Monday, November 9, 2009

Tosia Times TWO! Discovering NEW CRYPTIC species of Australian Biscuit Stars!

Image courtesy of Kate M. Naughton!
Today, some neat science with a cool Australian starfish!

Today's blog comes from my colleagues Kate Naughton and Tim O'Hara at the Museum Victoria in Melbourne, Australia! who have JUST published a paper describing a NEW species of the familiar Australian biscuit starfish, Tosia in Invertebrate Systematics!
(one is Kate and one is Tim-can you guess which one?)
I have mentioned Tosia before on the blog...It is a starfish in the family Goniasteridae and its genus name is the Latin word for "Inestimable" which alludes, of course, to the animals' incredible natural beauty!

Tosia, as I define it, is found ONLY in Australia, where it is quite abundant and relatively well-known to the people who study marine biology thereabouts. One species in particular, Tosia australis, occurs widely throughout the temperate southern part of Australia.
(Image courtesy of Kate M. Naughton!)
Taxonomists have been noticing T. australis for YEARS and describing a myriad of species. Over the years, some FOURTEEN species have been described-but refinement of species concepts (and removal of unecessarily redundant species) have whittled down the total number to three.

It has led to the identification of what's called the Tosia australis species complex!! That's what happens when you have a lot of closely-related populations that all may or may not be different species.

These populations usually show tenuous morphological differences between different "species" in the related network which are typically spread out over a relatively large geographic region. The North Pacific 6-rayed starfish Leptasterias, which I've written about here, is also a species complex.

Something NEW! Brooding Discovered!
So, for an animal that occurs so close to shore, surprisingly little was known about it. In the 90s it was discovered that Tosia australis was a SPECIAL kind of starfish!! It showed an unusual reproductive behavior: BROODING juveniles! That is to say, its offspring live on the adults.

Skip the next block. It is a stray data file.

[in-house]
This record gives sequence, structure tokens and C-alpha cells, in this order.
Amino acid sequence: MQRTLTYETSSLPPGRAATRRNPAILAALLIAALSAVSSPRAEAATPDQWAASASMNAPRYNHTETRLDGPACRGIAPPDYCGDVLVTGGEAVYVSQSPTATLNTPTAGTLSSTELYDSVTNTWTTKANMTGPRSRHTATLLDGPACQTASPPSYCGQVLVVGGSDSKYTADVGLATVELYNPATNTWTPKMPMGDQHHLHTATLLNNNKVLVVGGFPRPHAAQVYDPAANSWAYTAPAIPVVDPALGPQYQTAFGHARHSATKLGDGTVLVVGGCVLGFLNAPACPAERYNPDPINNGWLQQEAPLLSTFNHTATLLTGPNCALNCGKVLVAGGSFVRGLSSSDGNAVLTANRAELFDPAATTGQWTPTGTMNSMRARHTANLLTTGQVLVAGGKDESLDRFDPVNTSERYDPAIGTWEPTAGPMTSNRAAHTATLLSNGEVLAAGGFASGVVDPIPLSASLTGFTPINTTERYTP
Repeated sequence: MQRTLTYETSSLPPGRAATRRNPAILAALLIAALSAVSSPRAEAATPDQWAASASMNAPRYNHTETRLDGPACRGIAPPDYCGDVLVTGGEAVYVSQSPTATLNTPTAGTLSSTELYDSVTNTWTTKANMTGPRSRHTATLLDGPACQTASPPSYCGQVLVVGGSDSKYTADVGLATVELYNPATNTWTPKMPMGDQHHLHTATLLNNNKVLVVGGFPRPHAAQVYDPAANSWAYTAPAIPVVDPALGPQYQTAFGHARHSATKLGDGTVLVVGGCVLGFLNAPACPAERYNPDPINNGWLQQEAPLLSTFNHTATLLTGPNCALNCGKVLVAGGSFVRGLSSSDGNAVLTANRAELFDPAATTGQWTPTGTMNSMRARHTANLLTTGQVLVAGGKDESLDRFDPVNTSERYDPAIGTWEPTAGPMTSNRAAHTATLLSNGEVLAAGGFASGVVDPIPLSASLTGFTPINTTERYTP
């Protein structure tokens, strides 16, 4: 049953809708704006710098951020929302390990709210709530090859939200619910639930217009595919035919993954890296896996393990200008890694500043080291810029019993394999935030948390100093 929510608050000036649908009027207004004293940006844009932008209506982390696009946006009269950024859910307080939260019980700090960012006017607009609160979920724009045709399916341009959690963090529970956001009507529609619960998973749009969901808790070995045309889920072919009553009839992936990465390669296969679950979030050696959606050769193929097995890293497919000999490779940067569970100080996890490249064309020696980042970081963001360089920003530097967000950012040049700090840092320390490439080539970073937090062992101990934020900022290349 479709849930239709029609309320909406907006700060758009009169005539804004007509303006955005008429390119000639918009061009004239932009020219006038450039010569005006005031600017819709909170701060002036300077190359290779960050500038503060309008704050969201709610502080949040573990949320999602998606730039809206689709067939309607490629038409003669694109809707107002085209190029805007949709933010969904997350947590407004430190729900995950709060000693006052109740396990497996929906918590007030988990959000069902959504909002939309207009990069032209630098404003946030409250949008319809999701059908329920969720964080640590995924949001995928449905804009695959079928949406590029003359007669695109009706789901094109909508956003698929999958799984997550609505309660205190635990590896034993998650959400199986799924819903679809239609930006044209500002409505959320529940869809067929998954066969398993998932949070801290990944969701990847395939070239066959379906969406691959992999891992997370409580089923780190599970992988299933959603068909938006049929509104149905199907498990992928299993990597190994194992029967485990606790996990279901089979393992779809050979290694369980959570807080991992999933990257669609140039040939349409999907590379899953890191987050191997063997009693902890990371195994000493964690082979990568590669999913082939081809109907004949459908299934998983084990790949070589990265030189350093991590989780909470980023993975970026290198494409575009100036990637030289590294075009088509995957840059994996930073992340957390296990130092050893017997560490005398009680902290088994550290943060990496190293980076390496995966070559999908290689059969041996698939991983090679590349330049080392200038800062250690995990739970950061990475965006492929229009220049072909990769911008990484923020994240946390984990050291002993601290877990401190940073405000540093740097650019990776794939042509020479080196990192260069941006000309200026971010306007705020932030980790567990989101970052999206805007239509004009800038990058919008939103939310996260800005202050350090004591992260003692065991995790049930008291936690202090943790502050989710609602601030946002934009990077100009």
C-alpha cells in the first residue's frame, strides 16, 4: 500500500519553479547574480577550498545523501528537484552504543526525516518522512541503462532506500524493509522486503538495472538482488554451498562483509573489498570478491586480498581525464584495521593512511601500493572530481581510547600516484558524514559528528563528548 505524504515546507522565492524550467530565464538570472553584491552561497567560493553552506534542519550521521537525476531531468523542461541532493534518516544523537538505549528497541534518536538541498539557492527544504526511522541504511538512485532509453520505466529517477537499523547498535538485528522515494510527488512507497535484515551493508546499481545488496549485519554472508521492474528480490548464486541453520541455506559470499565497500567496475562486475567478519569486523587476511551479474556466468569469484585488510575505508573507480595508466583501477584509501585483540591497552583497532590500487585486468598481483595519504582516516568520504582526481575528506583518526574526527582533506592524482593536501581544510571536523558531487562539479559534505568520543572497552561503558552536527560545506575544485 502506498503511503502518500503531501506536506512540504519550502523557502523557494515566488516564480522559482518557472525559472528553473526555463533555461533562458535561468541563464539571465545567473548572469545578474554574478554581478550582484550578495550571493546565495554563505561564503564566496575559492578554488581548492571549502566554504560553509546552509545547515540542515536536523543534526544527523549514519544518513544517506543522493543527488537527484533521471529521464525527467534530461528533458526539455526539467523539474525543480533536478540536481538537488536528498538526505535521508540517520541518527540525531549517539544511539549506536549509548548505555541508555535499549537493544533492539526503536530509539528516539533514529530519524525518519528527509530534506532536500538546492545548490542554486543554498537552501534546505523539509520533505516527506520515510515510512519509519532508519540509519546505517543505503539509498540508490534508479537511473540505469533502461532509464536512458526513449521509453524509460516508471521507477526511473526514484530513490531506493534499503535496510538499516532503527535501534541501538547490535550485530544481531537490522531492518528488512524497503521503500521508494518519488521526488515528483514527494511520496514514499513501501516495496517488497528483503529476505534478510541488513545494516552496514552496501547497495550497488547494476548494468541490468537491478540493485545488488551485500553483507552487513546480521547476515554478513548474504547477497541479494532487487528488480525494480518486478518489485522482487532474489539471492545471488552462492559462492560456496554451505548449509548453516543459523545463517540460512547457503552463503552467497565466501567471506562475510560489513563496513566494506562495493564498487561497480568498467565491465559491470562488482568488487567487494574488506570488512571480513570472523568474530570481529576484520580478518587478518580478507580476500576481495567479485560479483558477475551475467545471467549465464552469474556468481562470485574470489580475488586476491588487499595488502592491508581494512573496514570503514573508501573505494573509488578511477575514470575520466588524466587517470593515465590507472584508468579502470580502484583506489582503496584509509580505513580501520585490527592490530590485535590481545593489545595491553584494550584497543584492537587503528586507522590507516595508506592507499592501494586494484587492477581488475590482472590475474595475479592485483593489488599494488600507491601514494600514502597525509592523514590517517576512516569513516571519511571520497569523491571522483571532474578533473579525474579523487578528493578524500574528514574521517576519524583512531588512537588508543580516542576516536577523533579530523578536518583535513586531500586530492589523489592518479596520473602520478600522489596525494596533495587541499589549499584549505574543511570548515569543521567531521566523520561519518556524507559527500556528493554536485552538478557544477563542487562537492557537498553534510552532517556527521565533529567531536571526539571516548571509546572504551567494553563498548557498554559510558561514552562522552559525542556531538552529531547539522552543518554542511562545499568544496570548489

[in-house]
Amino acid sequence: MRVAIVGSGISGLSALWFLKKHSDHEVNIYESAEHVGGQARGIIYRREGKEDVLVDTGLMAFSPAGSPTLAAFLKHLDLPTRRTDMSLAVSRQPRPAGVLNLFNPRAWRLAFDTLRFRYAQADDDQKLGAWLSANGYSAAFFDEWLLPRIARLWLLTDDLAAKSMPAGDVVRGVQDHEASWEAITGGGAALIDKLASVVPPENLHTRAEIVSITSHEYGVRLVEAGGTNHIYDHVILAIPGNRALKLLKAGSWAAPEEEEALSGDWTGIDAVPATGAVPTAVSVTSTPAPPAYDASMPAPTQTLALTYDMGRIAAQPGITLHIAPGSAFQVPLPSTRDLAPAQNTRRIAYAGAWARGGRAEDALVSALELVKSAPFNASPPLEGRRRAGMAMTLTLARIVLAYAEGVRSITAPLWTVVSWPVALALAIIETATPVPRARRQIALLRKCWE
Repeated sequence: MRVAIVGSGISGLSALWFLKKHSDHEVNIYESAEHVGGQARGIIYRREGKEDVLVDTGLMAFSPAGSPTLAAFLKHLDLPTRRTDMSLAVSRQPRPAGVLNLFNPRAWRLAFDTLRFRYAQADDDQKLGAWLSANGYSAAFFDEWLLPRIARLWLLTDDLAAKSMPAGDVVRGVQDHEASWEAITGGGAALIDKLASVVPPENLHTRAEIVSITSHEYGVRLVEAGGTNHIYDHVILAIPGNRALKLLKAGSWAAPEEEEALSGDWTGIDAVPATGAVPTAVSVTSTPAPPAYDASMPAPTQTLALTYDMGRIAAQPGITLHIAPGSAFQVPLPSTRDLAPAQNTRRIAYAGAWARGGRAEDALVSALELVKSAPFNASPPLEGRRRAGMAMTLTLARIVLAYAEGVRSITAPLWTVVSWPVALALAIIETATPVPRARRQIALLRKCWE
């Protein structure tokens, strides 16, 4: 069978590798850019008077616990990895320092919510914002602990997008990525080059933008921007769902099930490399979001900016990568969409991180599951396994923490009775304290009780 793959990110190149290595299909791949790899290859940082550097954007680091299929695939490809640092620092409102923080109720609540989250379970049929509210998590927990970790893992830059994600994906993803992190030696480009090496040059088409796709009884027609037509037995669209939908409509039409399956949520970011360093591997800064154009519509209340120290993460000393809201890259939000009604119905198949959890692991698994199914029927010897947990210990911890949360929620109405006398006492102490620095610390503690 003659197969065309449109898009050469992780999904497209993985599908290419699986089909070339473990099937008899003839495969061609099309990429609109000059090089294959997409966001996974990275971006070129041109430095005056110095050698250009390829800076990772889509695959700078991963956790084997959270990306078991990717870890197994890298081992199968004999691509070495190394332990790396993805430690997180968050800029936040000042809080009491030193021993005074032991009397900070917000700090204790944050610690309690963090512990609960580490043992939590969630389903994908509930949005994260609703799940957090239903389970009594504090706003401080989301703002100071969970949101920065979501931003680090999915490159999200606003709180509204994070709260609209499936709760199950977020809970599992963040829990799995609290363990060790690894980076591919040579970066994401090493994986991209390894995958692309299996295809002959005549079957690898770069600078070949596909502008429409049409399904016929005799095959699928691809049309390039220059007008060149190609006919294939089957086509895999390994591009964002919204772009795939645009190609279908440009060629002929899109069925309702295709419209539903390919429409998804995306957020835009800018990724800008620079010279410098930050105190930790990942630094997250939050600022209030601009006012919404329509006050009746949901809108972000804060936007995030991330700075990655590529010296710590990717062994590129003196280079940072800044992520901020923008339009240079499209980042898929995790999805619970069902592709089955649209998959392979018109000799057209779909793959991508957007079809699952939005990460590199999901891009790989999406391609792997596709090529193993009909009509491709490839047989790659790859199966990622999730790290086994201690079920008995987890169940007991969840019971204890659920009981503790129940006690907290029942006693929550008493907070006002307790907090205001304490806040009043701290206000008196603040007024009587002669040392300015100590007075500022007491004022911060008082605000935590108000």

Not too unusual in vertebrates, but VERY unusual in starfish!

Also, Tosia australis has been known since 1840-so it took over 150 years for them to discover that it brooded juveniles!! So, this led to some close observation.

(Image courtesy of Kate M. Naughton!)

So, the investigative talents of Ms. Naughton and Dr. O'Hara were applied towards the question!

Did the difference in larvae mode also translate into further biological differences??

During a museum visit to Melbourne, I was talking shop with Kate and Tim. I was pretty sure that all the morphological variation in the species complex would translate into regional or environmental differentiation VS. Tim who believed that they would split out by larval type.

Larvae in several other species is highly variable but often did not translate into phylogenetic I figured it would probably do the same here.

And in fact, I was SO confident I was right, that I wagered a gentlemen's bet with Dr. O'Hara that I would be right!

So-I said: "Go get the DNA and prove me wrong!"

And so they did (and had started before I had made the bet!)
Oops! Guess I just lost 10 bucks!
The final analysis following a survey of many specimens from Victoria, Tasmania, and South Australia supported three different species, including something NEW that hadn't been observed before!!!
(Phylogenetic Tree inferred from COI and 16S RNA-and redrawn here by the Echinoblog Art Department!)
Several specimens from Tasmania and Victoria were supported on a separate clade as a NEW SPECIES. Kate came to call it Tosia neossia. The species epithet neossia is Greek for "nest" in reference to this species' brooding habit.

And here it is!
(Image courtesy of Kate M. Naughton!)
T. neossia is very similar to the well-known T. australis but, aside from a bunch of external morphological features, one important feature sets them apart....

The difference is in the Larvae (i.e., juvenile starfish)!

One of the fundamental differences here is that of the difference in larvae between Tosia australis and T. neossia!

The new species Tosia neossia had BOTTOM larvae with large yolky eggs (this kind of egg is called lecithotrophic)!!
(Image courtesy of Kate M. Naughton!)
Unlike more "typical" larvae, these tiny guys were negatively buoyant (that is to say, they sink rather then float)!